Something happened which solidified this idea in me. I went to a philosophy conference, about fifteen years ago, it was at the ICA in London and I was a speaker. It was called ‘Dismantling Truth’, I think. I was standing at the back of the conference at one stage with an American philosopher named Richard Rorty, who is certainly among the four or five most important American philosophers of the twentieth century; a major major figure. We’d got to know each other quite well and we’re listening to someone deliver a lecture and I turn to Richard and I say to him, ‘I have to say that I didn’t understand any of that.’ And he turned to me in a slightly conspiratorial way and said, ‘You know, I didn’t understand any of it either.’ Meanwhile in the hall are people asking apparently erudite questions about the talk, which was obviously nonsensical, and everyone is listening to all this as if it’s real. And so we both, I think, understood what the situation was. And then Richard turned to me again and said, ‘You know, Hilary, I’ve been coming to these conferences for thirty years and I hardly ever understand the speakers.’ At that point I thought, this is crazy, the whole thing is the emperor’s new clothes and everybody is pretending to each other that there’s something going on here when frankly there isn’t. So what we’ve tried to do is cut through all that nonsense, and let’s just talk about the ideas and face them head on and we won’t get lost in the small technical points.
And we’re also trying to be at the edge. Where are we now? For example in the political arena we were having debates a few years ago about the growth and impact of China. At the time those discussions were quite original; now they’re taken for granted. The one that we’re doing this year is called ‘The Conflict to Come’ about whether the future conflict is not between the West and China or the West and Islam but is between China and India and the West will really just be an observer. So we’re always trying to be at the edge. What is the next thing?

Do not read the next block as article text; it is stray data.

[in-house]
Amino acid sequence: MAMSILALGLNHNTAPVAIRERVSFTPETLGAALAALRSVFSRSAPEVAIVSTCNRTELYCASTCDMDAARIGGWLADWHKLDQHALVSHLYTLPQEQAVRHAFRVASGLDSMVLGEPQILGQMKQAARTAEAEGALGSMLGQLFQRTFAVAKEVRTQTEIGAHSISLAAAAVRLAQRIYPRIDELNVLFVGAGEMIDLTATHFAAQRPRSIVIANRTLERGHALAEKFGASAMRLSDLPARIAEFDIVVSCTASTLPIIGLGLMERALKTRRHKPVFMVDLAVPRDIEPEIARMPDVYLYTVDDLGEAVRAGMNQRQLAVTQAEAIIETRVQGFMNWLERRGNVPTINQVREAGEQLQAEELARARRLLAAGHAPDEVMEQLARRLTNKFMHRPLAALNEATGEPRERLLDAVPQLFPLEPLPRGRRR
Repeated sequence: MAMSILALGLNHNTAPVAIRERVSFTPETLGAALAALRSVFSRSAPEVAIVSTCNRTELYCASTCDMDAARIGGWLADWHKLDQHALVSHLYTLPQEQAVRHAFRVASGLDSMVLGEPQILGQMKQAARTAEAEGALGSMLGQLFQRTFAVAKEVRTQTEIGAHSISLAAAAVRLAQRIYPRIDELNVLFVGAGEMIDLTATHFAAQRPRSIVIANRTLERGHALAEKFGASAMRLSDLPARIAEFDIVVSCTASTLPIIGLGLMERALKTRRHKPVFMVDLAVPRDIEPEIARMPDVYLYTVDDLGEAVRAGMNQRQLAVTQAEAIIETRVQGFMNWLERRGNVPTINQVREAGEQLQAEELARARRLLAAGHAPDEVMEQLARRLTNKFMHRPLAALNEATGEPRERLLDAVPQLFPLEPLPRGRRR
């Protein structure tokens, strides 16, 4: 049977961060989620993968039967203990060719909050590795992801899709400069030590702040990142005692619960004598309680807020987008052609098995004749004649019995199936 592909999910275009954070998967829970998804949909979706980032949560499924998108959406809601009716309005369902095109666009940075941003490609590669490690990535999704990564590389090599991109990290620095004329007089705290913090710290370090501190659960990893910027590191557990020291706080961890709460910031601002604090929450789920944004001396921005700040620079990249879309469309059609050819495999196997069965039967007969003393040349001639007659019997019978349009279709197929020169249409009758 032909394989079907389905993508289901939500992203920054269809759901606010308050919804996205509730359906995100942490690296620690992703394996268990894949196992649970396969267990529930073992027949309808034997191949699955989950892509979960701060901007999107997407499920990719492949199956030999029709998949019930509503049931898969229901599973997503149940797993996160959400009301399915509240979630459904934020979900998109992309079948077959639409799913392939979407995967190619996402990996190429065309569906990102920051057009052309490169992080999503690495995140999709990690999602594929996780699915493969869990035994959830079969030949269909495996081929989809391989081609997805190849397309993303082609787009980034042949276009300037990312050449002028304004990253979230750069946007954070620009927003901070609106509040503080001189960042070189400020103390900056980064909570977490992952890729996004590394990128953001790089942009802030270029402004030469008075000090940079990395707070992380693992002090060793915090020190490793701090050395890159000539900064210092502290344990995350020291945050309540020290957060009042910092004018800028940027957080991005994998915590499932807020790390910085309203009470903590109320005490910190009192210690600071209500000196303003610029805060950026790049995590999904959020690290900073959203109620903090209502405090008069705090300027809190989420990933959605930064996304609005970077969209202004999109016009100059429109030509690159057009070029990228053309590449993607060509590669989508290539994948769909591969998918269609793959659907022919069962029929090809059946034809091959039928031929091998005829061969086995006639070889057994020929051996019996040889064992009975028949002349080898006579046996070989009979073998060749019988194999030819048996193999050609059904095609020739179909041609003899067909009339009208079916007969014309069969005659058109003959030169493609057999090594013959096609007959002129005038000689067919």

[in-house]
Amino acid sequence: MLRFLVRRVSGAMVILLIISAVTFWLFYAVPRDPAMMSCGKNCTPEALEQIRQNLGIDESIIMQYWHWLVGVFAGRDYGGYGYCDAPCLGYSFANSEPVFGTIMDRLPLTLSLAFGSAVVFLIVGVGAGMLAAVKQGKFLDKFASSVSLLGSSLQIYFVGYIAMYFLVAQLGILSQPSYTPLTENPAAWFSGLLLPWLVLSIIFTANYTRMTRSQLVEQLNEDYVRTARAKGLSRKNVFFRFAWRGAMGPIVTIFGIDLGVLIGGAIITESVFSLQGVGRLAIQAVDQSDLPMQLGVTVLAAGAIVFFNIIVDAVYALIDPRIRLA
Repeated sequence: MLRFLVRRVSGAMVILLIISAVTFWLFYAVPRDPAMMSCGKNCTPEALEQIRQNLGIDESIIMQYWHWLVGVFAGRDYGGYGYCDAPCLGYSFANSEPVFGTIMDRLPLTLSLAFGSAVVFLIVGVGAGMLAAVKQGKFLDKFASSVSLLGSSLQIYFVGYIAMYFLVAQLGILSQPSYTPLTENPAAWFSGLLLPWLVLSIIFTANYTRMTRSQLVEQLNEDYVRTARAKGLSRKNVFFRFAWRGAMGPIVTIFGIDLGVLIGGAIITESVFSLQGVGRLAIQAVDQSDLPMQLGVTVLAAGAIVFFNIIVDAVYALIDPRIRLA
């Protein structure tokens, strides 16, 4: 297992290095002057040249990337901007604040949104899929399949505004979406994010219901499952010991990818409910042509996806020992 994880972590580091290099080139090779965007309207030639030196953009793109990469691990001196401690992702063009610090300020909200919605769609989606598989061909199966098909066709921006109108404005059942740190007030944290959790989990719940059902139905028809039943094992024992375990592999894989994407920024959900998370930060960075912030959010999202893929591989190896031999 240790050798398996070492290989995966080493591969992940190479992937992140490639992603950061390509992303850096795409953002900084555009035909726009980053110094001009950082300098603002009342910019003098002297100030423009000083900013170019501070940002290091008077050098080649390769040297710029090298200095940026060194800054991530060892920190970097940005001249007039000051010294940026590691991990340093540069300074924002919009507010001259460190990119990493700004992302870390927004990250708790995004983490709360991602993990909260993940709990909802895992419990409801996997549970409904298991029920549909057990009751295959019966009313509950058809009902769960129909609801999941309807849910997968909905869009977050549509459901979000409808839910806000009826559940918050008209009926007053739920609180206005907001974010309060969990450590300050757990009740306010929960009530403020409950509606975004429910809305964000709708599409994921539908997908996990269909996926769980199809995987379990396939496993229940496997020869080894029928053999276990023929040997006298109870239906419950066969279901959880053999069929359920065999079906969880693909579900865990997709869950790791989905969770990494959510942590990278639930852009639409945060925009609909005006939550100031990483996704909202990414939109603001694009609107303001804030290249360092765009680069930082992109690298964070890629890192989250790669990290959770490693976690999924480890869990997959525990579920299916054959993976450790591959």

It must be quite difficult to build a programme for the festival when everywhere you look you see people willing to attest to the emperor’s new clothes.
I think many festivals are celebrity-driven. They take the current social milieu and they take people who are well known and they book them and they sit back and see what happens. We don’t do anything like that. We identify a theme for our year and we break it into different days and then tackle different aspects of that theme. We have a great editorial team at the Institute and we argue over what the themes might be. We’re looking, as I said, for things at the edge. In the process of that we talk to people in those fields. But we devise the structure, the topics and debates, and then we go and try and find for each of those debates the people who we think are saying the most interesting things. We’re looking for something fresh and new. Some of those people are well known but we’re not booking them because they’re well known. We’re booking them because we think they’re pushing the boundaries. I wouldn’t say everybody is pushing the boundary – we’ll need someone in the debate who is holding the conservative position. But they all have to be contributing in the most interesting way to that debate. So the festival has an editorial vision, if you like. So in that sense it’s closer to being a newspaper than a collection of celebrities.